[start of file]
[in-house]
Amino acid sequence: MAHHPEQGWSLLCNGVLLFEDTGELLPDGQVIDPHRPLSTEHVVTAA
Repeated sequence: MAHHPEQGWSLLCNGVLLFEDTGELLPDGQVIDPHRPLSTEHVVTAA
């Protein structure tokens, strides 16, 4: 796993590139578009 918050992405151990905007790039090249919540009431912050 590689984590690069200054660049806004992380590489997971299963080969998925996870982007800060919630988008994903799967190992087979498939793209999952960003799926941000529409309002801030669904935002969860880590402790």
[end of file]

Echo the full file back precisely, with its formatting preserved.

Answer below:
[in-house]
Amino acid sequence: MAHHPEQGWSLLCNGVLLFEDTGELLPDGQVIDPHRPLSTEHVVTAA
Repeated sequence: MAHHPEQGWSLLCNGVLLFEDTGELLPDGQVIDPHRPLSTEHVVTAA
């Protein structure tokens, strides 16, 4: 796993590139578009 918050992405151990905007790039090249919540009431912050 590689984590690069200054660049806004992380590489997971299963080969998925996870982007800060919630988008994903799967190992087979498939793209999952960003799926941000529409309002801030669904935002969860880590402790």